By: Don Gray
Have you ever looked at your business’ revenue generation process? Do you realize that there is a process to go from the interest level in your company/product to the revenue and satisfied customer state? Even for a small business, we need to look a the whole process to ensure that we maximize our ability to influence the market and secure good customers.
In the mid 1990s I was challenged to come up with a way to better manage the sales forecasting process to drive much more predictable sales forecasts and results. As I looked into the challenge more deeply, I realized that I could not look at just the sales component to drive predictable results.
So when I developed my revenue generation model, I looked at how my business actually generated revenue. I found there were four key parts that are always in place:
- Demand Creation – your marketing and branding initiatives
- Sales Process – your selling engine
- Implementation – the successful deployment of your products or services
- Customer Retention – maintaining satisfied and repeat customers
Though research and analysis, the Sales Engineering Group Revenue Generation and Sales Process Model was born. As I work with clients today to improve their sales forecasting, we begin by discussing what they sell and how they see the customer’s buying process or decision-to-buy process. Once that is understood, I use that knowledge to define the key sales stages for the process.
The closer the sales stages can reflect the buying process, the more reliable (and accurate) forecasts become. After I define the sales stages that match the customer buying process, we define the sales activities within those stages by asking: “What buying decisions do you want to accomplish at this stage?” When the key activities are decided upon, we then look at how you determine how to move an opportunity to the next stage. So the next component is to define the criteria that one would use that essentially says that the key activities have been accomplished. This then is the advancement criteria that validates that stage’s key activities are accomplished and I advance the opportunity to the next stage.
Putting these three components in place and managing to them greatly enhances your ability to exactly where your sales forecast is.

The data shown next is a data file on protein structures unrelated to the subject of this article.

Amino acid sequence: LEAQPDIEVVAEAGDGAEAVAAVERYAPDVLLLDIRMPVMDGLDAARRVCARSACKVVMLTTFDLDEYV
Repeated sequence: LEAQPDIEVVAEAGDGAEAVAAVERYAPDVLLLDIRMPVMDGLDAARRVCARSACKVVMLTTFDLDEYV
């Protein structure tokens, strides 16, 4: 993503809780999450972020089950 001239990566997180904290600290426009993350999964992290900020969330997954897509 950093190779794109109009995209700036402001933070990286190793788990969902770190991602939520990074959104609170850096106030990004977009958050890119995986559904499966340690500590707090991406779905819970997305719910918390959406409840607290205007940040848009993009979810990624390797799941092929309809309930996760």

Additional Guidelines & Factors
There are a few more guidelines and factors to consider when building a sales process model:
- Do not put a time factor into the model. Selling times vary. One deal might take six months. Another deal of the same size and solution could take 12 months. They both go through the same buying and selling process.
- Forecast based on the key activities you are performing. It is realistic that a sales representative may be performing key selling activities in different stages simultaneously. There is a tendency among sales representatives to forecast the opportunity in the stage that is the most advanced sales activity they are performing. My operational guideline is that you can only forecast the opportunity in the sales stage where you have completed all of the advancement criteria from all previous stages. If advancement criteria have not been satisfied, then you cannot forecast into the next sales stage.
- Sales Stage Forecast Percentage. Many organizations apply a percentage to each stage to indicate the likelihood of an opportunity closing.
- CRM Systems. I personally am CRM indifferent. Every CRM comes predefined with a set of sales stages. Most organizations do not change the stages supplied by the vendor. For the CRM to give you reliable information, you must replace the vendor-supplied sales stages with your own defined sales stages.
- Lastly, don’t forget to manage your new process. Adhering to the process– particularly the advancement criteria– will dramatically improve your forecast accuracy.
About Don Gray
Don Gray is the Founder and President of Sales Engineering Group, a sales performance consultancy. Don has worked with a variety of small, medium, and large B2B organizations to help them develop their distinct value messaging, identify how customers buy their solutions, and skill their sales teams to drive predictable sales results. You can find him leading the monthly Sales & Marketing Shared Interest Groups.